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Governor Dapo Abiodun’s aide arrested in the US for alleged identity theft and unemployment scam

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A senior special assistant to the Ogun state Governor, Abidemi Rufai has been arrested in the United States for alleged identity theft and fraud.

the 42-year-old former House of Reps aspirant and real estate businessman is accused of stealing more than $350,000 in fraudulent unemployment claims from Washington state according to the U.S. Department of Justice.

Abidemi Rufai, whom FBI agents recognized from social media accounts and images from U.S. Customs and Border Patrol, was arrested on Friday at John F. Kennedy International Airport in New York while they said he was trying to leave the country.

U.S. attorneys said Rufai stole the identities of more than 100 people in Washington state to funnel unemployment benefits into his own bank account from the Washington state’s Employment Security Department.

Investigators said Rufai used small variations in email addresses in a Gmail account, which made it appear like he was multiple people, to slip through fraud detection at ESD. He primarily uses the address [email protected] but would scatter periods in variations like [email protected] and [email protected] But investigators said Gmail addresses do not recognize periods, so anything sent to the different addresses went straight to Rufai’s inbox.

The criminal complaint alleges that Rufai used the stolen identities of more than 100 Washington residents to file fraudulent claims with ESD for pandemic-related unemployment benefits. Rufai also filed fraudulent unemployment claims with Hawaii, Wyoming, Massachusetts, Montana, New York, and Pennsylvania. Rufai used variations of a single e-mail address in a manner intended to evade automatic detection by fraud systems. By using this practice, Rufai made it appear that each claim was connected with a different email account.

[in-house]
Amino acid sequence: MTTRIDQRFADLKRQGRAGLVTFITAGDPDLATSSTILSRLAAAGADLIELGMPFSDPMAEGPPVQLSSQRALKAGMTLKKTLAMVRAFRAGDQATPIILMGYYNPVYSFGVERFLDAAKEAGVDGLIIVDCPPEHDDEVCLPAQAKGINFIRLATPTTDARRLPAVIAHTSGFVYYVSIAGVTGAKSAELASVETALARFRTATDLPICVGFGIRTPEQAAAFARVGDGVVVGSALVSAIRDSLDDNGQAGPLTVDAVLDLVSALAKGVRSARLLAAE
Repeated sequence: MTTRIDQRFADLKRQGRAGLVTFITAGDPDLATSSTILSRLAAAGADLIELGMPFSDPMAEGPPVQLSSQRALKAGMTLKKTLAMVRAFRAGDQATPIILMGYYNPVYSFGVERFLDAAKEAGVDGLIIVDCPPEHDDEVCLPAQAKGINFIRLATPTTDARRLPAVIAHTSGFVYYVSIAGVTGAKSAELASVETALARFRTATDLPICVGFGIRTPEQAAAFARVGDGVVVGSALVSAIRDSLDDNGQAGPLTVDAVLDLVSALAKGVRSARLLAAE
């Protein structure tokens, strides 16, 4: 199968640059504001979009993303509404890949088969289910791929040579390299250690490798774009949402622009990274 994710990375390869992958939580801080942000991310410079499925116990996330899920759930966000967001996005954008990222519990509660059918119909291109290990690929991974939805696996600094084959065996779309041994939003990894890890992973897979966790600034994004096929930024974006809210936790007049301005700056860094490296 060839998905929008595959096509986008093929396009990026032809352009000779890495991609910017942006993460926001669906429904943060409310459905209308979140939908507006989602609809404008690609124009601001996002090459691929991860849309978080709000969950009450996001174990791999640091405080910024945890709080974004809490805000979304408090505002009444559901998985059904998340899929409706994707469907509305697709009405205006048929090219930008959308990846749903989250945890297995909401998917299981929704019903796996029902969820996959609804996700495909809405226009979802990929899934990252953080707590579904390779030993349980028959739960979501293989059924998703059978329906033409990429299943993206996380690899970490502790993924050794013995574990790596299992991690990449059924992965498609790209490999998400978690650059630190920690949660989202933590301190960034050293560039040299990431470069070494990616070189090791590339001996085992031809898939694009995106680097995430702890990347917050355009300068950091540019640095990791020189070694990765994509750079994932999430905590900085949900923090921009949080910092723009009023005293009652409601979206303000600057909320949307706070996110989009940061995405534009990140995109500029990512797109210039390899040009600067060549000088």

Rufai caused the fraud proceeds to be paid out to online payment accounts such as ‘Green Dot’ accounts, or wired to bank accounts controlled by “money mules.” Some of the proceeds were then mailed to the Jamaica, New York address of Rufai’s relative. Law enforcement determined more than $288,000 was deposited into an American bank account controlled by Rufai between March and August 2020.

“Since the first fraud reports to our office in April 2020, we have worked diligently with a federal law enforcement team to track down the criminals who stole funds designated for pandemic relief,” said Acting U.S. Attorney Gorman. “This is the first, but will not be the last, significant arrest in our ongoing investigation of ESD fraud.” The department said in a public statement.

“I am certain that they’re all connected,” said Tommy Parker, an IT security expert who was out of work during the pandemic. For months, someone who stole his identity was also stealing his benefits.

“They made my life miserable when not only did I have to prove I didn’t get that money, but then I actually needed my insurance money, and I couldn’t get that either,” he told a Local New York paper

Parker believes Rufai and others were tipped off that security was weak or disabled at the Employment Security Department.

“There is no doubt in my mind,” Parker said. “You don’t undertake an operation of this scope without assurances that it’s going to work!”

The state of Washington confirmed it paid fraudsters $642,954 and only recovered $369,789 of that amount, which means more than $273 million are still gone. Parker believes the arrest of Rufai could be a game-changer.

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